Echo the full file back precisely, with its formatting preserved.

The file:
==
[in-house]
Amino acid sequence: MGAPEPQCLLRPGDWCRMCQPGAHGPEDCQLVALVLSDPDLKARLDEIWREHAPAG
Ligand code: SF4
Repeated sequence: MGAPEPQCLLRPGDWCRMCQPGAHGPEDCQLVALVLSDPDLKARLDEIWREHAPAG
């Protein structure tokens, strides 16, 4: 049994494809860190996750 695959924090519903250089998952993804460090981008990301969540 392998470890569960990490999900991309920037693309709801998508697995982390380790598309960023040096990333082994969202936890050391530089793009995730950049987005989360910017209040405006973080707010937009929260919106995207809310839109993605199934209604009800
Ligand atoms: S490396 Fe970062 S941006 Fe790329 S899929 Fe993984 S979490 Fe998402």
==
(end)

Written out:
[in-house]
Amino acid sequence: MGAPEPQCLLRPGDWCRMCQPGAHGPEDCQLVALVLSDPDLKARLDEIWREHAPAG
Ligand code: SF4
Repeated sequence: MGAPEPQCLLRPGDWCRMCQPGAHGPEDCQLVALVLSDPDLKARLDEIWREHAPAG
């Protein structure tokens, strides 16, 4: 049994494809860190996750 695959924090519903250089998952993804460090981008990301969540 392998470890569960990490999900991309920037693309709801998508697995982390380790598309960023040096990333082994969202936890050391530089793009995730950049987005989360910017209040405006973080707010937009929260919106995207809310839109993605199934209604009800
Ligand atoms: S490396 Fe970062 S941006 Fe790329 S899929 Fe993984 S979490 Fe998402």